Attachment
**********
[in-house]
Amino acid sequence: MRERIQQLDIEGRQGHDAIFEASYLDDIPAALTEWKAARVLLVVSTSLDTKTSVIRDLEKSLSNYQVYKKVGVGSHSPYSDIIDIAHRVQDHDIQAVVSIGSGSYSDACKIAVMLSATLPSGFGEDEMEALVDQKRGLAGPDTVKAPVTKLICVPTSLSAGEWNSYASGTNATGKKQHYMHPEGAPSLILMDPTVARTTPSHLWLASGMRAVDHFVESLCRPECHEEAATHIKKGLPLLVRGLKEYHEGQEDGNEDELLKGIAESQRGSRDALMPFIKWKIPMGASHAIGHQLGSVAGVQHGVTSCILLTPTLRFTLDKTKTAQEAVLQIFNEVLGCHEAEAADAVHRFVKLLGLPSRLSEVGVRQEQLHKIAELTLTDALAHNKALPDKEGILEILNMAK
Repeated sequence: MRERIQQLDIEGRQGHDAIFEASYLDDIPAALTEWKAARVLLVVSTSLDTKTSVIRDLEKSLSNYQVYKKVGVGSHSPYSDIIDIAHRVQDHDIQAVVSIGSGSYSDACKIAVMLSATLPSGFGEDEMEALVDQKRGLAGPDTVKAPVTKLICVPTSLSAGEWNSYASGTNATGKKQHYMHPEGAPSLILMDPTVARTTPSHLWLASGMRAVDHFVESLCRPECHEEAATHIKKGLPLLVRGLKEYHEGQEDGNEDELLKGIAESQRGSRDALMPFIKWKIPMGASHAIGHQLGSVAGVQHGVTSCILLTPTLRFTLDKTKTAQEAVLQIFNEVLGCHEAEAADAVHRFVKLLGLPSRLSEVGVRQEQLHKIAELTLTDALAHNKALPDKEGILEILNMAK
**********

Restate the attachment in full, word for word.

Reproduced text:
[in-house]
Amino acid sequence: MRERIQQLDIEGRQGHDAIFEASYLDDIPAALTEWKAARVLLVVSTSLDTKTSVIRDLEKSLSNYQVYKKVGVGSHSPYSDIIDIAHRVQDHDIQAVVSIGSGSYSDACKIAVMLSATLPSGFGEDEMEALVDQKRGLAGPDTVKAPVTKLICVPTSLSAGEWNSYASGTNATGKKQHYMHPEGAPSLILMDPTVARTTPSHLWLASGMRAVDHFVESLCRPECHEEAATHIKKGLPLLVRGLKEYHEGQEDGNEDELLKGIAESQRGSRDALMPFIKWKIPMGASHAIGHQLGSVAGVQHGVTSCILLTPTLRFTLDKTKTAQEAVLQIFNEVLGCHEAEAADAVHRFVKLLGLPSRLSEVGVRQEQLHKIAELTLTDALAHNKALPDKEGILEILNMAK
Repeated sequence: MRERIQQLDIEGRQGHDAIFEASYLDDIPAALTEWKAARVLLVVSTSLDTKTSVIRDLEKSLSNYQVYKKVGVGSHSPYSDIIDIAHRVQDHDIQAVVSIGSGSYSDACKIAVMLSATLPSGFGEDEMEALVDQKRGLAGPDTVKAPVTKLICVPTSLSAGEWNSYASGTNATGKKQHYMHPEGAPSLILMDPTVARTTPSHLWLASGMRAVDHFVESLCRPECHEEAATHIKKGLPLLVRGLKEYHEGQEDGNEDELLKGIAESQRGSRDALMPFIKWKIPMGASHAIGHQLGSVAGVQHGVTSCILLTPTLRFTLDKTKTAQEAVLQIFNEVLGCHEAEAADAVHRFVKLLGLPSRLSEVGVRQEQLHKIAELTLTDALAHNKALPDKEGILEILNMAK